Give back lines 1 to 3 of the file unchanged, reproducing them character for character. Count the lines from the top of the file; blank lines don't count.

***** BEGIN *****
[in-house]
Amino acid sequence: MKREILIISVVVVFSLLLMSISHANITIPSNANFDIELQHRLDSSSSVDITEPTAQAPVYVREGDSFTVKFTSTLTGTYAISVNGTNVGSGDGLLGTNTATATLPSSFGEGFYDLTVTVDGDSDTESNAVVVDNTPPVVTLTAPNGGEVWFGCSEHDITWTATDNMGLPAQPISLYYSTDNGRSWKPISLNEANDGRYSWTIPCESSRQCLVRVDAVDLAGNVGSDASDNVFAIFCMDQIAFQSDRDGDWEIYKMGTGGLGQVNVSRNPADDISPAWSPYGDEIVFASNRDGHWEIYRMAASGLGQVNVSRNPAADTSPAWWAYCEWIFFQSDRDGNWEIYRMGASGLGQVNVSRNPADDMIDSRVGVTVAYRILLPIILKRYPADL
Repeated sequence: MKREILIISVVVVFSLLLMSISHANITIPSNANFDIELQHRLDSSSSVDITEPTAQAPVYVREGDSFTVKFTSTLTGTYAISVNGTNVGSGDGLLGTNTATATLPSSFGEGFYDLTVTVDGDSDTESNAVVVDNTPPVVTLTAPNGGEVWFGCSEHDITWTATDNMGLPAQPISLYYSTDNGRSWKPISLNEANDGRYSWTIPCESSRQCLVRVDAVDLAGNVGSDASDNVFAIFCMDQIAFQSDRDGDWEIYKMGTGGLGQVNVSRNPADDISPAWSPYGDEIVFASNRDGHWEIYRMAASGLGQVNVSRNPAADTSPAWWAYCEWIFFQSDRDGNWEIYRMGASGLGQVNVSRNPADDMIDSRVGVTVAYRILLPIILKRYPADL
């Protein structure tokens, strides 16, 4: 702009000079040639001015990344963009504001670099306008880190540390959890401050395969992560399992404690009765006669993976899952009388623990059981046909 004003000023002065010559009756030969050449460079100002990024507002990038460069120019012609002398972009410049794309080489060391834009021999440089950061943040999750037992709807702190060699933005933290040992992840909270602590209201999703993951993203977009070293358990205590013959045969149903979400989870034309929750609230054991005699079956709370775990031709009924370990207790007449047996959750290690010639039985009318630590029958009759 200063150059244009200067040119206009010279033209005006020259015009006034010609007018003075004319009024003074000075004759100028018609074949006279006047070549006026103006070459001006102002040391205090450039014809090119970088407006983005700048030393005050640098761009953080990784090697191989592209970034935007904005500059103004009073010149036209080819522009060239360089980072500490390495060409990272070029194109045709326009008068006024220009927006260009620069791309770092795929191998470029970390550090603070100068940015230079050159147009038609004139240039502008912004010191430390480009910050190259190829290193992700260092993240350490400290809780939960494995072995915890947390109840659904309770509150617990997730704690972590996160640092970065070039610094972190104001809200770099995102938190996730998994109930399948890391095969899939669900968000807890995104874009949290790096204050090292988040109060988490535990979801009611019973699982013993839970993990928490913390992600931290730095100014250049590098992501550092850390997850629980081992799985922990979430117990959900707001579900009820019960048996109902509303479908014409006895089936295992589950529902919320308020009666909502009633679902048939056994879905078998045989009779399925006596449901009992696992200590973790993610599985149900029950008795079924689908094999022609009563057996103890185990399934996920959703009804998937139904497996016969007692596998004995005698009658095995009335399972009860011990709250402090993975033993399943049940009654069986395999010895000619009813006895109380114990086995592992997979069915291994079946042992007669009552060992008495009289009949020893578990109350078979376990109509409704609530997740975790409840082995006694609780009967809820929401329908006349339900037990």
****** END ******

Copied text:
[in-house]
Amino acid sequence: MKREILIISVVVVFSLLLMSISHANITIPSNANFDIELQHRLDSSSSVDITEPTAQAPVYVREGDSFTVKFTSTLTGTYAISVNGTNVGSGDGLLGTNTATATLPSSFGEGFYDLTVTVDGDSDTESNAVVVDNTPPVVTLTAPNGGEVWFGCSEHDITWTATDNMGLPAQPISLYYSTDNGRSWKPISLNEANDGRYSWTIPCESSRQCLVRVDAVDLAGNVGSDASDNVFAIFCMDQIAFQSDRDGDWEIYKMGTGGLGQVNVSRNPADDISPAWSPYGDEIVFASNRDGHWEIYRMAASGLGQVNVSRNPAADTSPAWWAYCEWIFFQSDRDGNWEIYRMGASGLGQVNVSRNPADDMIDSRVGVTVAYRILLPIILKRYPADL
Repeated sequence: MKREILIISVVVVFSLLLMSISHANITIPSNANFDIELQHRLDSSSSVDITEPTAQAPVYVREGDSFTVKFTSTLTGTYAISVNGTNVGSGDGLLGTNTATATLPSSFGEGFYDLTVTVDGDSDTESNAVVVDNTPPVVTLTAPNGGEVWFGCSEHDITWTATDNMGLPAQPISLYYSTDNGRSWKPISLNEANDGRYSWTIPCESSRQCLVRVDAVDLAGNVGSDASDNVFAIFCMDQIAFQSDRDGDWEIYKMGTGGLGQVNVSRNPADDISPAWSPYGDEIVFASNRDGHWEIYRMAASGLGQVNVSRNPAADTSPAWWAYCEWIFFQSDRDGNWEIYRMGASGLGQVNVSRNPADDMIDSRVGVTVAYRILLPIILKRYPADL